Obama in campaigning mode during tour of swing states

Reuters , Wednesday 19 Oct 2011

Amid stubbornly high unemployment and poll numbers languishing in the low 40s, Obama attempts to rally support in two traditionally conservative states he won in 2008

US President Barack Obama greets on-stage participants at Greenville County High School in Emporia, Virginia, Tuesday, (Photo: Reuters).

President Barack Obama prepared to cast a wider net on Wednesday to shore up support in electoral battlegrounds as he wraps up a tour of Southern states that could be critical to his 2012 re-election chances.

Obama was on the last leg of a three-day road trip across North Carolina and Virginia that the White House billed as part of a nationwide pitch for his jobs plan but that also has carried the trappings of a candidate on the campaign trail.

The first stages of Obama's bus tour were devoted heavily to trying to re-energize his base of liberals, youths and black voters needed to win a second term as his poll numbers languish amid a stagnant economy and high unemployment.

But before heading home to Washington, Obama was seeking to court other constituencies that could help him stave off the Republican challenge in politically pivotal Virginia.

With popular first lady Michelle Obama at his side, the president planned to reach out to Virginia's large military population with a public-private partnership to retrain and hire thousands of veterans from wars in Iraq and Afghanistan.

And his final stop, at a firehouse in a Richmond suburb to plug his proposal for aid to states to prevent firefighter layoffs, was meant to resonate with moderate independent voters he is trying to win back.

Obama was using his tour not only to test out a more populist message for his re-election campaign, but also to gauge whether the two traditionally conservative states he won in the 2008 election can stay in his column in 2012.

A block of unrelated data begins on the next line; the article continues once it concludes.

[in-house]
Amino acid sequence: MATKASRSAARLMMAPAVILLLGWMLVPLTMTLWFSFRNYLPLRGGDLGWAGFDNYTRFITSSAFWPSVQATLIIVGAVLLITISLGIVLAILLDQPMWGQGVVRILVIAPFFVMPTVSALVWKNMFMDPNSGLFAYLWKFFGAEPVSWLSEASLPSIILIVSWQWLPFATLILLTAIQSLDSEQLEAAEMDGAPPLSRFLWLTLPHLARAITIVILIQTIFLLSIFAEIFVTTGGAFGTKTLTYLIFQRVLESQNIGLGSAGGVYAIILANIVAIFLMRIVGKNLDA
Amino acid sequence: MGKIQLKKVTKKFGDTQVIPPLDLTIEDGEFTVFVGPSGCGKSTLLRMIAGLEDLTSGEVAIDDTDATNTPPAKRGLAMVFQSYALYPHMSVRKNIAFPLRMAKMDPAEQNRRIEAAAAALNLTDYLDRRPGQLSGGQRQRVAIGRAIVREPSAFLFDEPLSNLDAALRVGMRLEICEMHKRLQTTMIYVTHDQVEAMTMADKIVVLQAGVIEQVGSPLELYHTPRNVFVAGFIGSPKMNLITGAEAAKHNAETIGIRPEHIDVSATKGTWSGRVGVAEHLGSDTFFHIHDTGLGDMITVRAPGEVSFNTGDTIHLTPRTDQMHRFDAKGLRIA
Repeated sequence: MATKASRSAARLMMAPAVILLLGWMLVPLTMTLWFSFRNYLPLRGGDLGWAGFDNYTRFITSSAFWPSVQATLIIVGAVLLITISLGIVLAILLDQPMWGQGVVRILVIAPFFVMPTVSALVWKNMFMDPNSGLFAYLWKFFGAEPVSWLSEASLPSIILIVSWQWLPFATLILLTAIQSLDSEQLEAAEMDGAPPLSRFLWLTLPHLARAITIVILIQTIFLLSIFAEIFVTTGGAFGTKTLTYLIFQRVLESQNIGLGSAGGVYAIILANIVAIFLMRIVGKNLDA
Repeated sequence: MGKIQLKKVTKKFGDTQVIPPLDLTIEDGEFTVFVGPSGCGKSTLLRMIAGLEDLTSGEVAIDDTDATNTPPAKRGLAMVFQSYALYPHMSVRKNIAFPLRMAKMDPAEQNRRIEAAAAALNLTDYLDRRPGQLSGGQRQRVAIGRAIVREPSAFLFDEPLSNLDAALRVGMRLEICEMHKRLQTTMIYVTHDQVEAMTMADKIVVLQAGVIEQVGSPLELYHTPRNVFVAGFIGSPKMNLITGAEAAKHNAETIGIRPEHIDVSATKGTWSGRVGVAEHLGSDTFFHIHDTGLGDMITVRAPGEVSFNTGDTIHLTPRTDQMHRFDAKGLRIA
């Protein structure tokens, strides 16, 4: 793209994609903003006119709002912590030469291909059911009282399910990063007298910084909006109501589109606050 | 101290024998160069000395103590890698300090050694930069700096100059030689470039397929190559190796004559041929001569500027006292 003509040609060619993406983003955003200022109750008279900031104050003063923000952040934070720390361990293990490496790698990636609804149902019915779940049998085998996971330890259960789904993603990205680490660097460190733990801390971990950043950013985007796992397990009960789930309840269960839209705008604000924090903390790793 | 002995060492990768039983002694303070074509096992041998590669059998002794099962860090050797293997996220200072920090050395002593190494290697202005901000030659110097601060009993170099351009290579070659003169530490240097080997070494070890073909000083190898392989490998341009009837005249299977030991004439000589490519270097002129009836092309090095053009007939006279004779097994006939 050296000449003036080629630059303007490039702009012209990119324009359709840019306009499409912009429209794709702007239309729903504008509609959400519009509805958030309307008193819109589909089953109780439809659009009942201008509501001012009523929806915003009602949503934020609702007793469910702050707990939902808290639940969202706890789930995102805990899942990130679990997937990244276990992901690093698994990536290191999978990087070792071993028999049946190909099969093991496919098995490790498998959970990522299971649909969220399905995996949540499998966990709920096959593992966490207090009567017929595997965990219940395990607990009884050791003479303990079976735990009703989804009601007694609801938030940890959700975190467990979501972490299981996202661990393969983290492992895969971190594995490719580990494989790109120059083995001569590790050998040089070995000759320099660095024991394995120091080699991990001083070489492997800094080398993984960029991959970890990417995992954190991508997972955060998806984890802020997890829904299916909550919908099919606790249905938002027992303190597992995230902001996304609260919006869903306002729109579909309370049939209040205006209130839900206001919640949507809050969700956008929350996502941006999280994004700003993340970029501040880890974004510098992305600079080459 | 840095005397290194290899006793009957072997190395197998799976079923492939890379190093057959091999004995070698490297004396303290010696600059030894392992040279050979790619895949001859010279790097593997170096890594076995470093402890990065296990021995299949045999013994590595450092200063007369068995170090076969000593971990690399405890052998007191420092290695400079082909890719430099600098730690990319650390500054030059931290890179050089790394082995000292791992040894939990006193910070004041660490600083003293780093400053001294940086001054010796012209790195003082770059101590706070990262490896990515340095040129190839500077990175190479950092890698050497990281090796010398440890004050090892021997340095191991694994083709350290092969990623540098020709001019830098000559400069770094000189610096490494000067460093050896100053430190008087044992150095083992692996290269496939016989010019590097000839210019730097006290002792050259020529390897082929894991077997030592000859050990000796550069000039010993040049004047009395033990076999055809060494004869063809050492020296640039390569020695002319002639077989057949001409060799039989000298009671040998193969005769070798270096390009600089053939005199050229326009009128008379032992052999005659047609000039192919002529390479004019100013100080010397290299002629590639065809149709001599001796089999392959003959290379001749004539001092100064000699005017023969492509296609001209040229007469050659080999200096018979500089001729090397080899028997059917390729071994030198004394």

All signs point to a daunting task for Obama, whose approval ratings nationwide have fallen to the 40 percent range, the lows of his presidency.

The bus tour was taking place more than a year before the election, a time when incumbent presidents generally are fundraising instead of campaigning at full tilt.

"Obama is under immense pressure to solidify his support," said Julian Zelizer, a professor at Princeton University.

Obama, whose re-election may hinge on his ability to spur hiring, is pressing Republicans back in Washington to pass his $447 billion jobs package in "bite-size pieces" after they shot it down as a whole in Congress last week.

The Senate may vote as early as this week on the first part of the package, a $35 billion measure to create or save 400,000 jobs for teachers, police officers and firefighters, funded by a surtax on people earning a million dollars or more.

Obama's strategy is to force Republicans to accept his proposals or be painted as obstructing economic recovery.

Republicans, who see Obama's plan as laden with wasteful spending and job-killing tax increases on wealthier Americans, say the Democratic president is playing electoral games.

The jockeying has extended the deadlock that brought the United States to the brink of default in August.

Obama has another jobs tour next week. He flies to California, where he remains popular, but Western "swing" states where his support is less certain are also likely to be on the itinerary.

As Obama's black armored bus rolled through the South this week, there was little denying the shift into campaign mode in what experts see as must-win states for him next year.

Sandwiched between partisan speeches, Obama dropped in at diners, stopped for roadside photo opportunities and visited schools where he enthused over students' robotics projects.

But he also got a taste of the mixed views of his record. His motorcade was often greeted by cheering throngs. But there were also signs with messages like "No-bama 2013" and "Liar."

"I was for him at first. Right now, I'm not so sure. I'm waiting to see what he does with the economy," Jerry Talley, 63, said outside a restaurant in Reidsville, North Carolina.

North Carolina and Virginia had been Republican strongholds until Obama carried both states in 2008, but polls now show him in danger of losing them.

An Elon University poll has put Obama's approval rating at 42 percent in North Carolina, where Democrats will hold their presidential convention in the summer. A Quinnipiac University poll showed Obama's approval ratings at 45 percent in Virginia and put Republican presidential contenders Mitt Romney and Herman Cain in a dead-heat with him in theoretical matchups.

Courting Virginia's military community could give Obama a boost. Leading firms like ConAgra Foods and Tyson Foods pledge to hire 25,000 veterans and their spouses by the end of 2013, responding to Obama's call to tackle joblessness among those returning from war, the White House said.

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